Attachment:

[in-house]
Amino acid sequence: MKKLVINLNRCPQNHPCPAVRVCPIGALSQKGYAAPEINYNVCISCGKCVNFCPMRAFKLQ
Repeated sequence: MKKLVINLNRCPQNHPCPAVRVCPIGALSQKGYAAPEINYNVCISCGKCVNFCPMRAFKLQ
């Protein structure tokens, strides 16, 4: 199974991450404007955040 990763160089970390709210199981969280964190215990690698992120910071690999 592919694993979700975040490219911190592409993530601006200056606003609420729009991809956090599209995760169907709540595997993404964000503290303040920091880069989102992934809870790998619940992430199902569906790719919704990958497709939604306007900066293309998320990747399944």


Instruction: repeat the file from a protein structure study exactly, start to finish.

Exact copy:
[in-house]
Amino acid sequence: MKKLVINLNRCPQNHPCPAVRVCPIGALSQKGYAAPEINYNVCISCGKCVNFCPMRAFKLQ
Repeated sequence: MKKLVINLNRCPQNHPCPAVRVCPIGALSQKGYAAPEINYNVCISCGKCVNFCPMRAFKLQ
């Protein structure tokens, strides 16, 4: 199974991450404007955040 990763160089970390709210199981969280964190215990690698992120910071690999 592919694993979700975040490219911190592409993530601006200056606003609420729009991809956090599209995760169907709540595997993404964000503290303040920091880069989102992934809870790998619940992430199902569906790719919704990958497709939604306007900066293309998320990747399944």